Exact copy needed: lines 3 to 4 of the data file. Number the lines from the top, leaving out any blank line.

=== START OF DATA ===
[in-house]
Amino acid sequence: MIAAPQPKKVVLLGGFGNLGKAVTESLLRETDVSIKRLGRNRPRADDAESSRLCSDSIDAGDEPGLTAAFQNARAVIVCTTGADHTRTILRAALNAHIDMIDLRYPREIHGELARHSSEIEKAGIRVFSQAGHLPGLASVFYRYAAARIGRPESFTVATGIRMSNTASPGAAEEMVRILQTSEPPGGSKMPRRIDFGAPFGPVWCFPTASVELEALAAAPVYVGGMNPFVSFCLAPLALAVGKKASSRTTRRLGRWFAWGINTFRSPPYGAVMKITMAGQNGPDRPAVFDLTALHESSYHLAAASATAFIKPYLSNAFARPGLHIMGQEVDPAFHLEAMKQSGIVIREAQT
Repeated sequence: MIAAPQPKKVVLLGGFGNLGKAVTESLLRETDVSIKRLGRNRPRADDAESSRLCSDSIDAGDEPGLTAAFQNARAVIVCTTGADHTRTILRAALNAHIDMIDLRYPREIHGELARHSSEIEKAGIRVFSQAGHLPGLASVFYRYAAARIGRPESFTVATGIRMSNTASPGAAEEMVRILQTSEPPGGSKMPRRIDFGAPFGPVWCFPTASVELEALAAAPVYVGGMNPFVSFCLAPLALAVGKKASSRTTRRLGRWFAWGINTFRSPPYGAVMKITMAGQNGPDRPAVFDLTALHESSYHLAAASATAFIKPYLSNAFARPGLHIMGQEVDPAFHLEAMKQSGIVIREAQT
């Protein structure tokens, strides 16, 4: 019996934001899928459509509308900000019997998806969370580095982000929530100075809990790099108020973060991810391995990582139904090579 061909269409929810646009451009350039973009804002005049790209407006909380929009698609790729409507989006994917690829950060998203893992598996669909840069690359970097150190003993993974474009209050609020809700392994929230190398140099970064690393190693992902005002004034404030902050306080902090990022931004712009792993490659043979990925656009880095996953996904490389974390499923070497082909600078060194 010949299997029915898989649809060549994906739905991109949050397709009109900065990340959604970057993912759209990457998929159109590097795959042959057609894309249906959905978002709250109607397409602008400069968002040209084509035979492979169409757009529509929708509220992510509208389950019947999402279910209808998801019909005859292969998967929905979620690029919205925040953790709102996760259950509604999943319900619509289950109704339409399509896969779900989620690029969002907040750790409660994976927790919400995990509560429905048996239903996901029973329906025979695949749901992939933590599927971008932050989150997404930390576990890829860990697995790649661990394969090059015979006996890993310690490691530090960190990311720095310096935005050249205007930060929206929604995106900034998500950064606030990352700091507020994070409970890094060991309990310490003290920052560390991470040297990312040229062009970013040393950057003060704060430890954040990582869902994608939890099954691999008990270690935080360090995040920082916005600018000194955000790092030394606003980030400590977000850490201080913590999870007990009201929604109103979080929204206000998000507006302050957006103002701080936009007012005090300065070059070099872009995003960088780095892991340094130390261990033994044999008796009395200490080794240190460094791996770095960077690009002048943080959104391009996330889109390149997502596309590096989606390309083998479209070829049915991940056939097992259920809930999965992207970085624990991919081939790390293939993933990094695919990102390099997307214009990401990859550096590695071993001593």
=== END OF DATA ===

Repeated sequence: MIAAPQPKKVVLLGGFGNLGKAVTESLLRETDVSIKRLGRNRPRADDAESSRLCSDSIDAGDEPGLTAAFQNARAVIVCTTGADHTRTILRAALNAHIDMIDLRYPREIHGELARHSSEIEKAGIRVFSQAGHLPGLASVFYRYAAARIGRPESFTVATGIRMSNTASPGAAEEMVRILQTSEPPGGSKMPRRIDFGAPFGPVWCFPTASVELEALAAAPVYVGGMNPFVSFCLAPLALAVGKKASSRTTRRLGRWFAWGINTFRSPPYGAVMKITMAGQNGPDRPAVFDLTALHESSYHLAAASATAFIKPYLSNAFARPGLHIMGQEVDPAFHLEAMKQSGIVIREAQT
């Protein structure tokens, strides 16, 4: 019996934001899928459509509308900000019997998806969370580095982000929530100075809990790099108020973060991810391995990582139904090579 061909269409929810646009451009350039973009804002005049790209407006909380929009698609790729409507989006994917690829950060998203893992598996669909840069690359970097150190003993993974474009209050609020809700392994929230190398140099970064690393190693992902005002004034404030902050306080902090990022931004712009792993490659043979990925656009880095996953996904490389974390499923070497082909600078060194 010949299997029915898989649809060549994906739905991109949050397709009109900065990340959604970057993912759209990457998929159109590097795959042959057609894309249906959905978002709250109607397409602008400069968002040209084509035979492979169409757009529509929708509220992510509208389950019947999402279910209808998801019909005859292969998967929905979620690029919205925040953790709102996760259950509604999943319900619509289950109704339409399509896969779900989620690029969002907040750790409660994976927790919400995990509560429905048996239903996901029973329906025979695949749901992939933590599927971008932050989150997404930390576990890829860990697995790649661990394969090059015979006996890993310690490691530090960190990311720095310096935005050249205007930060929206929604995106900034998500950064606030990352700091507020994070409970890094060991309990310490003290920052560390991470040297990312040229062009970013040393950057003060704060430890954040990582869902994608939890099954691999008990270690935080360090995040920082916005600018000194955000790092030394606003980030400590977000850490201080913590999870007990009201929604109103979080929204206000998000507006302050957006103002701080936009007012005090300065070059070099872009995003960088780095892991340094130390261990033994044999008796009395200490080794240190460094791996770095960077690009002048943080959104391009996330889109390149997502596309590096989606390309083998479209070829049915991940056939097992259920809930999965992207970085624990991919081939790390293939993933990094695919990102390099997307214009990401990859550096590695071993001593």